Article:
To regurgitate- the perceptions of the ER Physicians of where the shots came from are meaningless in the absence of a full examination and an autopsy. He had only an incomplete examination during heroic attempts to treat a DOA patient. They completely missed the first wound that JFK suffered. Medical studies by board -certified medical experts have demonstrated the inherent inaccuracy of ER wound descriptions, let alone bullet trajectories. Those are facts and are not open to rebuttal- unless you are an MD and perform a study that contradicts them.

          • D. Olmens says:

            Thanks for your comment Bill, but it’s not really a response to my main point.

            In my view, conspiracy theorists fail to understand and acknowledge the way their beliefs, values and worldview impact and color their interpretations and writing about the assassination. In their evaluation of evidence, analysis of the protagonists and views on the event, these factors come into play and the researchers time and again come down on the side of conspiracy when examining the details of the case. There can be no other interpretation; everything is further evidence to support their viewpoint. It’s an unbalanced approach.

            As the 50th anniversary approaches, let’s take stock for a moment.

            Firstly, if you pick up a book about this period of history anywhere in the world you’ll find the consensus historical version of this event has not moved one inch.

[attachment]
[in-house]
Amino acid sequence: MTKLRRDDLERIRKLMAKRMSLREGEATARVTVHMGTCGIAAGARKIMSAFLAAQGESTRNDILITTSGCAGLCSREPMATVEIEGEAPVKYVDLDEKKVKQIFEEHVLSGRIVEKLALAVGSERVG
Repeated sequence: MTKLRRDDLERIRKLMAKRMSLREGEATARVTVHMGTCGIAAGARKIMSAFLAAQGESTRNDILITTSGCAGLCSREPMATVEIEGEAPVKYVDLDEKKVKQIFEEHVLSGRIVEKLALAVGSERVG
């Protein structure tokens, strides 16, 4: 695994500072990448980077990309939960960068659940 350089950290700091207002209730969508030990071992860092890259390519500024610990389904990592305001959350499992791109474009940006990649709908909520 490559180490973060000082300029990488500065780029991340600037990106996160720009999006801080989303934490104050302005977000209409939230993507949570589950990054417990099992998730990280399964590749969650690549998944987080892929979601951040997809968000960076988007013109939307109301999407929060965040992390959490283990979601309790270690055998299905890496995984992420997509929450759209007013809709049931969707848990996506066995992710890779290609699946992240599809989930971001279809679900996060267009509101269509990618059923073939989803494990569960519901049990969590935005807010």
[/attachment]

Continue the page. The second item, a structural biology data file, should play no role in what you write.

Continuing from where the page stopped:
Secondly, there is no consensus argument amongst pro-conspiracy theorists as to what happened that day.

            Thirdly, I’m struggling to think of another single historical event which has had so much written about it in such expansive detail with such labyrinth hypotheses, challenging a conventional historical view which has made so little progress towards evolving that consensus view.

            Fourthly, there is a debate, but it’s essentially between pro-conspiracy theorists, and it’s not happening in any larger public or academic arena, anywhere. It’s a debate that is confined to websites, podcasts, books and forums dedicated to the topic.

            My guess is that the response of a conspiracy theorist to these four points would be:

            1) Censorship, organized resistance and bias in the media (and academia?)
            2) They all agree that there was a conspiracy
            3) RFK, MLK
            4) Don’t get the airtime or opportunity to share their views